Tara Devi Pun: The spiker who is set to retire as undisputed weightlifting starWeightlifter Tara Devi Pun is a National Games veteran. In the twilight of 22 years of a successful domestic career, Pun never knew how it feels to become second.
Weightlifter Tara Devi Pun is a National Games veteran. In the twilight of 22 years of a successful domestic career, Pun never knew how it feels to become second. The 35-year old has been an undisputed champion winning eight consecutive strongest woman crowns, a title which she now sees slipping out of her grasp due to injury.
“I can win gold but I don’t think I can push enough to become the strongest woman again. I am ageing and this injury won’t let me be what I used to be,” the Nepal Police Club lifter Pun said at Nagar Bhawan, the venue for the eighth National Games weightlifting.
Pun’s desire to claim an international gold was fulfilled after she won the 2012 first South Asian Weightlifting Championship, also held in Nepalgunj. That gold medal triumph gave her more hunger to rule the region and with the aspirations of claiming the top spot, she left for Guwahati, India to win the 12th South Asian Games gold. But she ended up claiming bronze.
Pun has enjoyed a successful weightlifting journey but very less are aware about the fact that her playing career began as a volleyball player in which she claim her first domestic gold. She was not even 16 when she was brought to Nepalgunj for the fourth National Games from Western Development Region team.
“It was a terrible journey,” recalled Pun who was not used to travelling in a bus as her remote village in Myagdi was hardly accessible. “I felt very dizzy when the bus began its journey and at one point, I collapsed. When I recovered, I was injected a saline,” said Pun who played in a position of lifter and was instrumental in handing her region the National Games gold.
Her fine performance as the best lifter of the Games earned her a call up for the eighth South Asian Games which Kathmandu was hosting in 1999. But she literally missed out to join the team on time. “Our house is in the very remote area of Myagdi that didn’t even have a telephone connection. When I received a letter that informed my inclusion in the national team, the South Asian Games had already begun,” Pun told about the only instance of her career when she was left utterly dejected.
But not being able to make into the national volleyball team became a turning point of her career. She came to Kathmandu to compete in the fifth National Games, also as a volleyball player, but destiny had other plans for her. The fifth edition was scheduled for June 2, 2001 but it was indefinitely postponed because a night before Nepal went into a standstill because of the Royal massacre.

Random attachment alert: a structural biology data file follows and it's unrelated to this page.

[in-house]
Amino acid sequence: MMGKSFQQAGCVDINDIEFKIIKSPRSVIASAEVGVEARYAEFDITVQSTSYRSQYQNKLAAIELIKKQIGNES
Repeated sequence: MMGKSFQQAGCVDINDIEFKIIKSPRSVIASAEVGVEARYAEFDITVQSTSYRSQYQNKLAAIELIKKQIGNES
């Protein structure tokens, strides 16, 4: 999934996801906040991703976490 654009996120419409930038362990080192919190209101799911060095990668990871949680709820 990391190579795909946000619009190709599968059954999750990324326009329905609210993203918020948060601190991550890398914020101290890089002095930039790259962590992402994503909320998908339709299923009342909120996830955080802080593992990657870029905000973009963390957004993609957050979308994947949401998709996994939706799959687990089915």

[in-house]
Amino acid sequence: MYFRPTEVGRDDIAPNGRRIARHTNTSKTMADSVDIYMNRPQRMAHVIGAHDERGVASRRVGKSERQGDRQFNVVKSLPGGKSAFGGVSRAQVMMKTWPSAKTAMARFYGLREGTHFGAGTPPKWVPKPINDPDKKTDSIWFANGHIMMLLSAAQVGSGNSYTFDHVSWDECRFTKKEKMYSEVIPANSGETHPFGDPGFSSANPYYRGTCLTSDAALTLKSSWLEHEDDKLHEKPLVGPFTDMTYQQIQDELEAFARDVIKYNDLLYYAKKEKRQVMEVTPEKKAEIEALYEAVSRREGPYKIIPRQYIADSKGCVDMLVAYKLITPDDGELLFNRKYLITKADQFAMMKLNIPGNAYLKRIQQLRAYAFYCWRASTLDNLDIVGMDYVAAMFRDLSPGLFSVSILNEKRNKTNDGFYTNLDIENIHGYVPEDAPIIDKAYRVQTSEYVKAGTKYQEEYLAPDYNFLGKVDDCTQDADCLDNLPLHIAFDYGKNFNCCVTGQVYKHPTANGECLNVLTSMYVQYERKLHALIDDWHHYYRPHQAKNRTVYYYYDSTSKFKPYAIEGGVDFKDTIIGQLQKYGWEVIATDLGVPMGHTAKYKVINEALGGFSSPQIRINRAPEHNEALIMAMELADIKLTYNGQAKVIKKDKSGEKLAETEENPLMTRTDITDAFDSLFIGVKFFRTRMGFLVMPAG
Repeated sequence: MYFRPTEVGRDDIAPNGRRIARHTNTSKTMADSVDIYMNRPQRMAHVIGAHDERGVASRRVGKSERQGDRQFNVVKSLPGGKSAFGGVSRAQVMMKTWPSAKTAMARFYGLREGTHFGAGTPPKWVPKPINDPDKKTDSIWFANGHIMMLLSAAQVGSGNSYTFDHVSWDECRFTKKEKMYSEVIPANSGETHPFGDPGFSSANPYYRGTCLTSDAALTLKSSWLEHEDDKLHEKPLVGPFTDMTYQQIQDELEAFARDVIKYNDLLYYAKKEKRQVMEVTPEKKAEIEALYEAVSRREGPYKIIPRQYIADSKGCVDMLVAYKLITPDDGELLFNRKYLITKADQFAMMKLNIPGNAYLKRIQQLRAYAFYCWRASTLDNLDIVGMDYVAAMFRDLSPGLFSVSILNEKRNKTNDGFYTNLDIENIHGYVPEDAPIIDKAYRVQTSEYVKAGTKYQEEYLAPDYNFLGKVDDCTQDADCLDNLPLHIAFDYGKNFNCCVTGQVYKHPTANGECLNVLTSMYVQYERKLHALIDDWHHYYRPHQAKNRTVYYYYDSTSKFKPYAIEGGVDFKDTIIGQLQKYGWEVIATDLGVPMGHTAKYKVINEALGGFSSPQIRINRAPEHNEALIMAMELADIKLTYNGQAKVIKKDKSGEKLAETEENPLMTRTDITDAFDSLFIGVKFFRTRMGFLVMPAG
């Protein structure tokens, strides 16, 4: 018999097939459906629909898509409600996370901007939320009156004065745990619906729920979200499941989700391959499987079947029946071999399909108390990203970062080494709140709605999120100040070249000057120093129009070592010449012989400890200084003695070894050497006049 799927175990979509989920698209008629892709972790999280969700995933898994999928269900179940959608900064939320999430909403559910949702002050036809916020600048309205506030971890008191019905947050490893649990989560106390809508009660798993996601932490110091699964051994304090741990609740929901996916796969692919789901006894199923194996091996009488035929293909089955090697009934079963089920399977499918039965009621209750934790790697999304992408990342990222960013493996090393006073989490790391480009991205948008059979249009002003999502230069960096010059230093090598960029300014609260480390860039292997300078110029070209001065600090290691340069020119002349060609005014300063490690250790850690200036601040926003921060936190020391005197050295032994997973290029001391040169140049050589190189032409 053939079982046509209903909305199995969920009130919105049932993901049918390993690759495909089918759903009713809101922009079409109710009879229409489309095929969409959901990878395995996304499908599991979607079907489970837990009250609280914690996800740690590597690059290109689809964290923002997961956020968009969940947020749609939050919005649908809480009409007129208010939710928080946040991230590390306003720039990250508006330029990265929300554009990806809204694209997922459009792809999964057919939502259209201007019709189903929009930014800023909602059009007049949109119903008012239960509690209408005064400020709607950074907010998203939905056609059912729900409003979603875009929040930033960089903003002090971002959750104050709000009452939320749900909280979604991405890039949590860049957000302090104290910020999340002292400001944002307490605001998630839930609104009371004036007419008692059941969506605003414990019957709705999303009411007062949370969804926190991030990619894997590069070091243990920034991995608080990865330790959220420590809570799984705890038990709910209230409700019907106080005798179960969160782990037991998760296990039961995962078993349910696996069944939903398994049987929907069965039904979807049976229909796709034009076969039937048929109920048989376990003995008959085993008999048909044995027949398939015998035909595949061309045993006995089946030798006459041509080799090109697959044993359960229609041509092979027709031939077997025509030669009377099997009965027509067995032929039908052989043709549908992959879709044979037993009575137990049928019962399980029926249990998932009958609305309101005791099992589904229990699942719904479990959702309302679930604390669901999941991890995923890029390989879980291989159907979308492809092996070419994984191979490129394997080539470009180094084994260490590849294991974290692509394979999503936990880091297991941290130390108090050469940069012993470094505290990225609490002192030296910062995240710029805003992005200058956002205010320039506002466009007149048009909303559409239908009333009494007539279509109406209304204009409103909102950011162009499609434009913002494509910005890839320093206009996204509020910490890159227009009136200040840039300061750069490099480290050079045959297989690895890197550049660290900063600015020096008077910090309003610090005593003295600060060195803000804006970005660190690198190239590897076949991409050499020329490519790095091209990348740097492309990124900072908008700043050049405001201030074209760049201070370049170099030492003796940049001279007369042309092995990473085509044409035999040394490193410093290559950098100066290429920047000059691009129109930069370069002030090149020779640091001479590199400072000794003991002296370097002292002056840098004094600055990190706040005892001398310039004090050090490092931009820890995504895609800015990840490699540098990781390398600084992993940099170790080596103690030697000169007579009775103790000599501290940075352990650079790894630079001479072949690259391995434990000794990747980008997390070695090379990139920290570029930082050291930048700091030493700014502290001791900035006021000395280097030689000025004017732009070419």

“Missing out on the South Asian Games and postponement of National Games actually worked in my favour. One of the seniors in Nepali taekwondo, Pramila Thapa, convinced me to join weightlifting and my career took a 360 degree after that,” Pun added. In 2009, Pun made her major appearance and began with the gold and since then she hardly looked back. She went on to claim two more gold medals in consecutive editions and will now be gunning for her fifth title—fourth as a weightlifter. Pun is under a lengthy medication due to a knee injury but remains as confident as ever to beat the odds because she knows this will be her last act in domestic weightlifting.
“I tremble even by the thinking that I am retiring. It’s a word that an athlete never wants to hear throughout the career. But I want to make it memorable. I will pull the curtains down at home with another gold,” she said hinting she would have a go at the impending 13th South Asian Games which Nepal is hosting from December 1-9 this year.
Such has been her dedication to the game that she hardly had any time to think about marriage. She has been often asked about her marriage plans and to everyone she would reply ‘soon’. “That ‘soon’ never came in the last 12 years,” Pun relied.
“But there is another question added to the list and its about my retirement. But I have a plan now which will answer both the queries. I will first win a gold (in the upcoming South Asian Games) and then get married,” said Pun. Asked what if she fails to land gold, she quipped: “I will not retire then.” Her reply was followed by a burst of laughter.